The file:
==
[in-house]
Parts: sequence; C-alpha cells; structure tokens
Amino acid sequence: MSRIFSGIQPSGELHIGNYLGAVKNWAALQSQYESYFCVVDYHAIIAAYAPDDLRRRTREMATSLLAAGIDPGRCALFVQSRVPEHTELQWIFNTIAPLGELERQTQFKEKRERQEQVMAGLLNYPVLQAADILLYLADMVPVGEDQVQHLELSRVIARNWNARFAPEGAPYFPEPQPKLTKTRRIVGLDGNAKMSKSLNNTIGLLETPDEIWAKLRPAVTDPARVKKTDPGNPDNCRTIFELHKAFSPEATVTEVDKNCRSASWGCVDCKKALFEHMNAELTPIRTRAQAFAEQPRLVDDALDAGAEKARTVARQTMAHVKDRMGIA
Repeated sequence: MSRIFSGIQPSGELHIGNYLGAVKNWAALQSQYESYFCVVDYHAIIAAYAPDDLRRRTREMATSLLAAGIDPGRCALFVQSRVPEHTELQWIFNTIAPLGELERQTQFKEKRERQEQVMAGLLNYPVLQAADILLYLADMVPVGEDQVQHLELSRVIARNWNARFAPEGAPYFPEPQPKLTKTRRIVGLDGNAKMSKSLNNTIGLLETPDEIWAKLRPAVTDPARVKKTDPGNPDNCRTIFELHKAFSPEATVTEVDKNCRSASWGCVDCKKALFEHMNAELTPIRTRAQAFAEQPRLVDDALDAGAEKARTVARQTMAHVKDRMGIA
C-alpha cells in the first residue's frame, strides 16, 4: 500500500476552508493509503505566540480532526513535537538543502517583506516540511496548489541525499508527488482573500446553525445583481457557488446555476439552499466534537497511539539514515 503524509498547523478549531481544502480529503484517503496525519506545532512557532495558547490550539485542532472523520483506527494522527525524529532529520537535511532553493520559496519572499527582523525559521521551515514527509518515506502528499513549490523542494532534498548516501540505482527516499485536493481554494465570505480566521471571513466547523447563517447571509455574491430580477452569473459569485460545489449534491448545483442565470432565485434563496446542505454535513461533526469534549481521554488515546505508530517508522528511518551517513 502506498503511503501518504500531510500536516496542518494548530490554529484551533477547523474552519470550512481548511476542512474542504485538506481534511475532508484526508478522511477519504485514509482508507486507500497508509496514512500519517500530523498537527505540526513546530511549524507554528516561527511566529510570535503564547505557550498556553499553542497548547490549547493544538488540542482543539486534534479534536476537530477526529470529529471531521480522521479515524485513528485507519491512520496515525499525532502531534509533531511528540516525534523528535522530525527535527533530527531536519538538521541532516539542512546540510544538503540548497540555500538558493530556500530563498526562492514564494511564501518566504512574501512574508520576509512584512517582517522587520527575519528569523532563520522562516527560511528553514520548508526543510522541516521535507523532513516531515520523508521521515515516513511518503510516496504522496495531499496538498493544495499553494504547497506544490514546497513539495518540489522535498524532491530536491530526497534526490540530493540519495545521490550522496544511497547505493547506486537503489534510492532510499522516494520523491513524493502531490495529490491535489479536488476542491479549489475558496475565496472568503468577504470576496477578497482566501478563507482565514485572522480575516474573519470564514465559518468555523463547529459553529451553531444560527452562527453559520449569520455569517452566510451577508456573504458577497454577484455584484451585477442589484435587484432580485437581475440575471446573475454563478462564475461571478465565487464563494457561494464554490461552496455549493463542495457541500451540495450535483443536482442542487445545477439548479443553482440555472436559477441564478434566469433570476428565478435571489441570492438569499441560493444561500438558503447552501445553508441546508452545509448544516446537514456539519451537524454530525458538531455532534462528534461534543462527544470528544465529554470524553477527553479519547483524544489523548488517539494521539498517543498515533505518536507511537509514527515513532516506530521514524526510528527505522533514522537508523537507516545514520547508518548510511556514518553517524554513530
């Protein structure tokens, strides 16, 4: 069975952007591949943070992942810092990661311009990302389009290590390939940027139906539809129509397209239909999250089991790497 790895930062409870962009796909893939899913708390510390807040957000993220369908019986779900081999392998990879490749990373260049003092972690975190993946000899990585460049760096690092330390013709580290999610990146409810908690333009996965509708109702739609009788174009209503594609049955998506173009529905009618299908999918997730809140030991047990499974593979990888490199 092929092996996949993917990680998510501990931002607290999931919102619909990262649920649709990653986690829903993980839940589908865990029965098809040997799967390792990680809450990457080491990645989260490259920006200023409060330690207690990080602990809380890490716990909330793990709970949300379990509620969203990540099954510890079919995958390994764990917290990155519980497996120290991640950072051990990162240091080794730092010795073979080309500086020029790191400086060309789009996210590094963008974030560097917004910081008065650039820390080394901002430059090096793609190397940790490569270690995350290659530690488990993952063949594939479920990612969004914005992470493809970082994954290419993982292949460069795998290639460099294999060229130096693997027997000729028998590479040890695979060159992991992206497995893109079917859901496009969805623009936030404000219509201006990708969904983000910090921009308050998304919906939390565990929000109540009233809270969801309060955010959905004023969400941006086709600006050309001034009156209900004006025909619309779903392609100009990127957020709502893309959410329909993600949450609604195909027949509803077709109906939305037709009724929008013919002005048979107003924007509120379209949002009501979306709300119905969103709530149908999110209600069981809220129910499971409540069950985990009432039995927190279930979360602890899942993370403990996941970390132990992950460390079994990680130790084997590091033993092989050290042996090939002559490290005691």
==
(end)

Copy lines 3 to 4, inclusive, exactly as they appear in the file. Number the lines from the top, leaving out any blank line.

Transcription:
Amino acid sequence: MSRIFSGIQPSGELHIGNYLGAVKNWAALQSQYESYFCVVDYHAIIAAYAPDDLRRRTREMATSLLAAGIDPGRCALFVQSRVPEHTELQWIFNTIAPLGELERQTQFKEKRERQEQVMAGLLNYPVLQAADILLYLADMVPVGEDQVQHLELSRVIARNWNARFAPEGAPYFPEPQPKLTKTRRIVGLDGNAKMSKSLNNTIGLLETPDEIWAKLRPAVTDPARVKKTDPGNPDNCRTIFELHKAFSPEATVTEVDKNCRSASWGCVDCKKALFEHMNAELTPIRTRAQAFAEQPRLVDDALDAGAEKARTVARQTMAHVKDRMGIA
Repeated sequence: MSRIFSGIQPSGELHIGNYLGAVKNWAALQSQYESYFCVVDYHAIIAAYAPDDLRRRTREMATSLLAAGIDPGRCALFVQSRVPEHTELQWIFNTIAPLGELERQTQFKEKRERQEQVMAGLLNYPVLQAADILLYLADMVPVGEDQVQHLELSRVIARNWNARFAPEGAPYFPEPQPKLTKTRRIVGLDGNAKMSKSLNNTIGLLETPDEIWAKLRPAVTDPARVKKTDPGNPDNCRTIFELHKAFSPEATVTEVDKNCRSASWGCVDCKKALFEHMNAELTPIRTRAQAFAEQPRLVDDALDAGAEKARTVARQTMAHVKDRMGIA